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I want to check when attributes on a model have changed. I have attempted to check values != the value on the form before doing a save but that code is really ugly and is not working well at times. Same with using update_column which does not do the validations in my model class. If I use update_attributes without doing something else I will not be able to check when a field has been updated from my understanding. From my web research on Stack Overflow and other sites it appears that using ActiveModel Dirty is the way to go.

I have looked at this: http://api.rubyonrails.org/classes/ActiveModel/Dirty.html

My hope is to use this to check if boolean flags changed on a model after using update_attributes. I attempted to do the minimum implementation as described in the included link. I added the following to my ActiveRecord class:

include ActiveModel::Dirty

define_attribute_methods [:admin]

I tried adding the three attributes I wanted to keep track of. I started with just one attribute to see if I could get it working. I received the following error when I ran an rspec test. Once I removed the argument I had no errors.

Exception encountered: #<ArgumentError: wrong number of arguments (1 for 0)>

After I removed the argument I decided to include similar methods in my model using admin instead of name. Other Rspec tests broke on the save method. However I feel the problem is with how I am implementing ActiveModel Dirty.

I have read on other Stack Overflow posts where commenters stated that this was included in 3.2.8 so I upgraded from 3.2.6 to 3.2.8. I did not understand what that meant so after getting errors I decide just to leave the include ActiveModel::Dirty statement and try to use admin_changed? Of course it did not work.

I have not been able to find anything about how to initially set things up for this other than the link I included here. All the other research I have found assumes that the initial setup was correct and that updating to the current stable version of Rails would take care of their problems.

Any help would be appreciated on how to implement this. Doing the minimal implementation as stated in the link is not working. Maybe there is something else I am missing.

share|improve this question

The problem appears to be that ActiveRecord redefines the define_attribute_methods method to accept 0 arguments (because ActiveRecord automatically creates attribute methods for every column in the database table): https://github.com/rails/rails/blob/master/activerecord/lib/active_record/attribute_methods.rb#L23

This overrides the define_attribute_methods method provided by ActiveModel: https://github.com/rails/rails/blob/master/activemodel/lib/active_model/attribute_methods.rb#L240


I figured out a solution that worked for me...

Save this file as lib/active_record/nonpersisted_attribute_methods.rb: https://gist.github.com/4600209

Then you can do something like this:

require 'active_record/nonpersisted_attribute_methods'
class Foo < ActiveRecord::Base
  include ActiveRecord::NonPersistedAttributeMethods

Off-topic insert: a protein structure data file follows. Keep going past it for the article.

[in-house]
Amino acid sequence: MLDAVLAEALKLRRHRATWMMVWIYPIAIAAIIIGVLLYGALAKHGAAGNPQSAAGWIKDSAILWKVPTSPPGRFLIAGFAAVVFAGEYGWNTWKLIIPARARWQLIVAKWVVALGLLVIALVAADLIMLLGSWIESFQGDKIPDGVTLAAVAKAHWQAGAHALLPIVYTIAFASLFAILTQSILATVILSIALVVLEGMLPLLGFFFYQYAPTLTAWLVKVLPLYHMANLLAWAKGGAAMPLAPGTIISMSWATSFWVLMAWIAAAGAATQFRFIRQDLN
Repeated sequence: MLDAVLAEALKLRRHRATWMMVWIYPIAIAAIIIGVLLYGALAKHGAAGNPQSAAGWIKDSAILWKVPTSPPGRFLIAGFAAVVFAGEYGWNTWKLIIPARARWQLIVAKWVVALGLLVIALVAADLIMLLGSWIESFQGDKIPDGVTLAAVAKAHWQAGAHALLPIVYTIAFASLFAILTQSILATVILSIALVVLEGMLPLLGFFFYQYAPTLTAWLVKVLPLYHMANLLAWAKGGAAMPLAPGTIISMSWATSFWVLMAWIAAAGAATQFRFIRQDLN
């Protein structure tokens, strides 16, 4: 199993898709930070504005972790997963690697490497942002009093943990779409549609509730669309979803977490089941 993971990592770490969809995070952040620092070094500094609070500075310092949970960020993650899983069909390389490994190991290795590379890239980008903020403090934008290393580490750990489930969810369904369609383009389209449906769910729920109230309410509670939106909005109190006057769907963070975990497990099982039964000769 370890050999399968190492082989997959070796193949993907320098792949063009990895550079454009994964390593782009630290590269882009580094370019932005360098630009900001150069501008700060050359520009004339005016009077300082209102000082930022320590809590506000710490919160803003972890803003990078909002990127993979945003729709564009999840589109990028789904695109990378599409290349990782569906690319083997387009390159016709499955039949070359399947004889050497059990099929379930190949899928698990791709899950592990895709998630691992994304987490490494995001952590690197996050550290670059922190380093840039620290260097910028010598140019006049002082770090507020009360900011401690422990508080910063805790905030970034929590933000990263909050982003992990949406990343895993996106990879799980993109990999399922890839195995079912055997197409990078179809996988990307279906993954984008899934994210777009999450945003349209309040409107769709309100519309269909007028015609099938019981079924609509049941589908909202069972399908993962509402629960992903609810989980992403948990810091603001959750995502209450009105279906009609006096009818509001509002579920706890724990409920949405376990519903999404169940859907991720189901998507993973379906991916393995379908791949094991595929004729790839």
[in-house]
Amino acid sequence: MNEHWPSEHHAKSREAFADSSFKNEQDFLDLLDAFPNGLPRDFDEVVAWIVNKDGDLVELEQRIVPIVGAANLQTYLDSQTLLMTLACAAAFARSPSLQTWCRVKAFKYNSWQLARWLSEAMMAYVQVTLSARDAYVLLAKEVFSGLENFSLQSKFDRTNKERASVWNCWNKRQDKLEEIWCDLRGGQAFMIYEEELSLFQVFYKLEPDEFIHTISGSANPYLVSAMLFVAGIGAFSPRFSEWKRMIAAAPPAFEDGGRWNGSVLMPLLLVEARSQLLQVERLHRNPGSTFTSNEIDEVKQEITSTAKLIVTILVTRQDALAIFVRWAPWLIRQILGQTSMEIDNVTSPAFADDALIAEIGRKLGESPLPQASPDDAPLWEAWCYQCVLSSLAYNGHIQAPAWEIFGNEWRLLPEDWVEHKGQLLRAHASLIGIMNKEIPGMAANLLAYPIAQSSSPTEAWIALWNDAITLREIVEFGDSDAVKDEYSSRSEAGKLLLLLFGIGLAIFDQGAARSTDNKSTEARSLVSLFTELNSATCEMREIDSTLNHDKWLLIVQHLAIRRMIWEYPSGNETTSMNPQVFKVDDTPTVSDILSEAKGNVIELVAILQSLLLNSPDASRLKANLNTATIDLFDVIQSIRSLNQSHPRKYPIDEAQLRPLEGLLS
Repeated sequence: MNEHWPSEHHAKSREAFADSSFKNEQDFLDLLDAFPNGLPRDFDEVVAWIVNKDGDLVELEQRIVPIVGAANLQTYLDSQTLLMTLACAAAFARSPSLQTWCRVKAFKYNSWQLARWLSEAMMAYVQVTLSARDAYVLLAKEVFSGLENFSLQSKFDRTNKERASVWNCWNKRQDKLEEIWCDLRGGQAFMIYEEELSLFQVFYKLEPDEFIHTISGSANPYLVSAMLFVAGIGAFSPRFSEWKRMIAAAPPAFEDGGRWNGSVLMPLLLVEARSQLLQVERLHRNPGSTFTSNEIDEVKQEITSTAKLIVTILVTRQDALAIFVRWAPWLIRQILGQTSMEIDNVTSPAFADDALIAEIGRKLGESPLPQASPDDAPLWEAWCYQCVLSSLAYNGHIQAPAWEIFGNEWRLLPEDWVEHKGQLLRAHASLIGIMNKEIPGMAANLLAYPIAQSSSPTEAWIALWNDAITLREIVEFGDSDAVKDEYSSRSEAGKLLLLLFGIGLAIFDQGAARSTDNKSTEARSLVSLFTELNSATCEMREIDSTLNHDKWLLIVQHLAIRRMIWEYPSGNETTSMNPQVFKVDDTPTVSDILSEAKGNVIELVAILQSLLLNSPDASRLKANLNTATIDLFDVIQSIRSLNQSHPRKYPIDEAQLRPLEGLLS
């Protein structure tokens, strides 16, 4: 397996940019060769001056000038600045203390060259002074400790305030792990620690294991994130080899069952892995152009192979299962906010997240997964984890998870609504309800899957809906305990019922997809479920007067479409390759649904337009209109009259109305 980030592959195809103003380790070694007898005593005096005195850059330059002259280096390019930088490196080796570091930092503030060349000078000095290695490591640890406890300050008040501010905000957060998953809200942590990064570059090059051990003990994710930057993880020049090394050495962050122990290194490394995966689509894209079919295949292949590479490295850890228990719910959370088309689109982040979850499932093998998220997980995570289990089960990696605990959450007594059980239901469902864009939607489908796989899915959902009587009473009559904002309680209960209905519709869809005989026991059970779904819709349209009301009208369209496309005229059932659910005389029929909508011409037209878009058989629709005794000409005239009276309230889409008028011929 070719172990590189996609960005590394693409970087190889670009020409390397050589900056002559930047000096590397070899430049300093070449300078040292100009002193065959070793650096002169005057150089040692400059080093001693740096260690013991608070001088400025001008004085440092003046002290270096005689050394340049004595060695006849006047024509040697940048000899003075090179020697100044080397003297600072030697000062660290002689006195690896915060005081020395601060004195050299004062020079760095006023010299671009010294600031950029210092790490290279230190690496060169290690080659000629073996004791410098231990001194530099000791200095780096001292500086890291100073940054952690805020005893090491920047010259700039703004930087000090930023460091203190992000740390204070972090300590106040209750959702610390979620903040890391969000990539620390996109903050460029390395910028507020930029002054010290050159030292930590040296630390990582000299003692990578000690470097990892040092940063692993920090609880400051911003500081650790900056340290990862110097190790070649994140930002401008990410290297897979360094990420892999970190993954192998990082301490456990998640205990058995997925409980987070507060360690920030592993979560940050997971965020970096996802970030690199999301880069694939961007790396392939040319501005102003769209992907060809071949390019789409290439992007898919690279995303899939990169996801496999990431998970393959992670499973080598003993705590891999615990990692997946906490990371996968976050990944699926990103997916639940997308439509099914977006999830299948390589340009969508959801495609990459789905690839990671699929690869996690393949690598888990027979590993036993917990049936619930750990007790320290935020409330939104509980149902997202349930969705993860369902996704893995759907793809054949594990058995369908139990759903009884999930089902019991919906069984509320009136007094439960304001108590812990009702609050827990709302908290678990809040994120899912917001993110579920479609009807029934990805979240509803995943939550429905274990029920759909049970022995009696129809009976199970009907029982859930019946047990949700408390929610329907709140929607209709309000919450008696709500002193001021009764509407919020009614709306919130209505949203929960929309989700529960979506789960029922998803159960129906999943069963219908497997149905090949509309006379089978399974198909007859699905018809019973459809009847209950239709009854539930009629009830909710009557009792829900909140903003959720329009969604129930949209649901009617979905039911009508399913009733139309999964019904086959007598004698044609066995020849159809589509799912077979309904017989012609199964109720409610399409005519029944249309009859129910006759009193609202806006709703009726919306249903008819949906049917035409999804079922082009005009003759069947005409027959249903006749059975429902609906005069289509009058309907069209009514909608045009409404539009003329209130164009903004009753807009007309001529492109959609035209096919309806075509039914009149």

define_nonpersisted_attribute_methods [:bar]

foo = Foo.new
foo.bar = 3
foo.bar_changed? # => true
foo.bar_was # => nil
foo.bar_change # => [nil, 3]
foo.changes[:bar] # => [nil, 3]

However, it looks like we get a warning when we do it this way:

DEPRECATION WARNING: You're trying to create an attribute `bar'. Writing arbitrary attributes on a model is deprecated. Please just use `attr_writer` etc.

So I don't know if this approach will break or be harder in Rails 4...

See also:

share|improve this answer
Tyler I am in the process of creating Rails 4 versions of all my Rails 3 applications. I have decided to take a look at this again after working on other features of my website. I am at the point where I have added so many booleans that attempting to implement ActiveModel::Dirty makes sense. Hopefully Rails 4 will make this process easier. I will probably check that before proceeding. Thanks so much for posting your solution. If I am successful in implementing it I will accept your answer. – LightBe Corp Sep 14 '13 at 15:58

You can use define_attribute_method for a single attribute. All define_attribute_methods does is to call the singular version for each attribute passed in.

So, in your example:

include ActiveModel::Dirty

define_attribute_method :admin
share|improve this answer

Try adding adding =, like this:

define_attribute_methods = [:admin]

That change worked for me. Not sure if it has something to do with this?

share|improve this answer
kwh941, I decided to write compares between the model and view not long after I posted this question since I have another deadline for my project to complete very soon. The logic works well. I decided yesterday to change my define_attribute_methods statement as suggested. I was able to add the methods I wanted to track to the statement with no errors. However when I started the simple implementation from the link, many of my automated tests broke. I decided to abandon using ActiveDirty at this point since my comparison logic works. It's too much trouble for a working application. – LightBe Corp Nov 18 '12 at 18:03
define_attribute_methods = [:admin] would set a local variable named define_attribute_methods. That's not what you want. You want to call the class-level method define_attribute_methods from ActiveModel. The link you gave shows that they got rid of the = in order to fix a typo. – Tyler Rick Jan 22 '13 at 20:56
Perhaps you should update your answer so that people don't have to look at the comments to notice your typo? :) – Brendon Muir Mar 26 '13 at 8:52

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